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Book details
  • Genre:TRAVEL
  • SubGenre:Asia / General
  • Language:English
  • Pages:296
  • Hardcover ISBN:9781930222212

A Monkey's Tale

by Thillman Wallace and Mary Katzke

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The Epic, True Story of a Man, a Monkey and 32,000 Miles of Uncharted Adventure
I wrote this manuscript from memory while recovering at my parents’ house in Upstate New York upon my return. I had not kept a journal while traveling for a number of reasons including bearing the weight of yet another object, lack of writing utensils, and severe weather often soaking my entire backpack. When looking back on the trip there were so many decisions, thousands of decisions and I was just a naïve twenty-five year-old guy. My journey became one of doing the impossible, of doing anything necessary to survive. I had been brought up with so much confidence, I never questioned my ambition to take a westerly route all the way back to Alaska. In some ways, that was the beauty of it all. I was so ignorant, I was fearless and open to everything. I had hoped to work my way around the world but quickly learned that wages were so low in undeveloped countries I would never make enough to pay for travel. The truth is I lost over twenty-five pounds and was very weak for most of the time because I would not offend people by refusing their offerings of food, even when it was unsanitary or as unappealing sheep’s blood. It was vital to my survival that I was not perceived as a threat or superior to the people upon whom I relied throughout my journey- but that philosophy also almost killed me.
About the author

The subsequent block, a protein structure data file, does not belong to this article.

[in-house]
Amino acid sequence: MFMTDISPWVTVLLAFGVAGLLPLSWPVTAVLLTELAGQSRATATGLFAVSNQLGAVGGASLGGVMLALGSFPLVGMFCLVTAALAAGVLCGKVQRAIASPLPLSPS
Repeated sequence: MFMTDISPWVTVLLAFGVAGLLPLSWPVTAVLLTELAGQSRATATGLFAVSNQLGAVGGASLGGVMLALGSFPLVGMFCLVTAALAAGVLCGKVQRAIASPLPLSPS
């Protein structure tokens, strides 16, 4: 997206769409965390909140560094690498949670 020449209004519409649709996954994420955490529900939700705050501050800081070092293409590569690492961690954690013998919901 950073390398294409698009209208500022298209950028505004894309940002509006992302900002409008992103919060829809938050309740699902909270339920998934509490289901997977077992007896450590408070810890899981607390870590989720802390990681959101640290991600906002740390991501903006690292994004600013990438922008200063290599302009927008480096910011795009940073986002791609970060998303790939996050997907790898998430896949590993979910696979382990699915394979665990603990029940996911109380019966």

I felt a need to set the world right in their perceptions of us. I believed we did not come from a “mean place” or were a country that would knowingly do wrong to others. Instead, we took in the poor and downtrodden from all over the world and gave them a chance at a shared dream. While I learned that we are not necessarily without fault in our international actions, I also learned to have a compassion for all the world’s peoples and I have come to the conclusion there are many “right” ways to live. I viewed us as equal beings no matter what fortune- or lack of fortune- bestowed upon us due to luck or place of birth. The villagers near Nankam with only three eggs among them did not hesitate to feed me. The poorest people in Burma laughed the most often. I was not judged for being dirty or having no money to pay for so much that was freely given. Instead, I was welcomed as a traveler, revered for the courage I was exhibiting by leaving my comfort zone and breaking bread with them, gratefully. That is a lesson about humanity I will take to my grave: wealth is a relative perception and we have much to learn from the hearts and cultures of others. I admit I was not a good correspondent. I sent one letter to my parents- which caused them untold anxiety, and have not maintained contact with anyone since the trip. I did hear from Rajah indirectly when a religious zealot passed through Anchorage and asked to meet with me. What I took away from that meeting was that Rajah may have joined some type of religious cult. For all his bravado, he was still very much searching for meaning internally. The only map I had for the entire trip was a world map. It was a sacred thing as it was the only thing I had to go on but gave a big picture more than any specific direction; there were no roads on it. By the end of the trip it had big holes in the seams because I had unfolded it and folded it so many times. On the whole, I spoke little English in my travels. People have to communicate and so that left me to use pidgen English, or ridiculous charades that made my look like a fool. I think Americans in general live in a type of accommodation of other languages and culture, but lack a genuine inquisitiveness which would serve them well in travel. I’m all for getting to know our neighbors: they are never as bad as we’ve been told. We need to lose the high school mentality of having invincible rivals and get back to being open, receptive and tolerant. My advice to travelers is to learn as much as possible in advance of going to a new country. A little understanding and appreciation will go far in connecting with your hosts. I also suggest that you go while young, before you have the attachments of work and family: old enough, but not too old. The only time I was ever almost robbed was the only time I wore my suit. Learn to travel as slowly as possible. I could have easily spent an entire week in each place I spent only a day. It is the only way to see the minutia of differences, even within a culture there is so much to learn. I’m hoping I’ve made the world a little better place having been here. I know Chin had a bit of adjusting from his jungle lifestyle to the nine years he spent with us in Alaska afterward, losing a good bit of his eighteen inch tail to frostbite one bad winter. But I am ever grateful for his companionship and his ‘bridge’ to so many people as we moved among strangers. Children, music and animals all share a common language. As for me, my own heart was finally filled when I met Ella, my wife of 55 years, a young Swiss girl riding her bike across Canada with two girlfriends. I was immediately won over by her kindred adventurous spirit, damn near making a fool of myself chasing her all over Alaska, looking for the white hankie she would tie on the bushes near their campsites. I hope others who read this will be inspired to use their time to see our amazing world, and to do as much good as possible while on earth.
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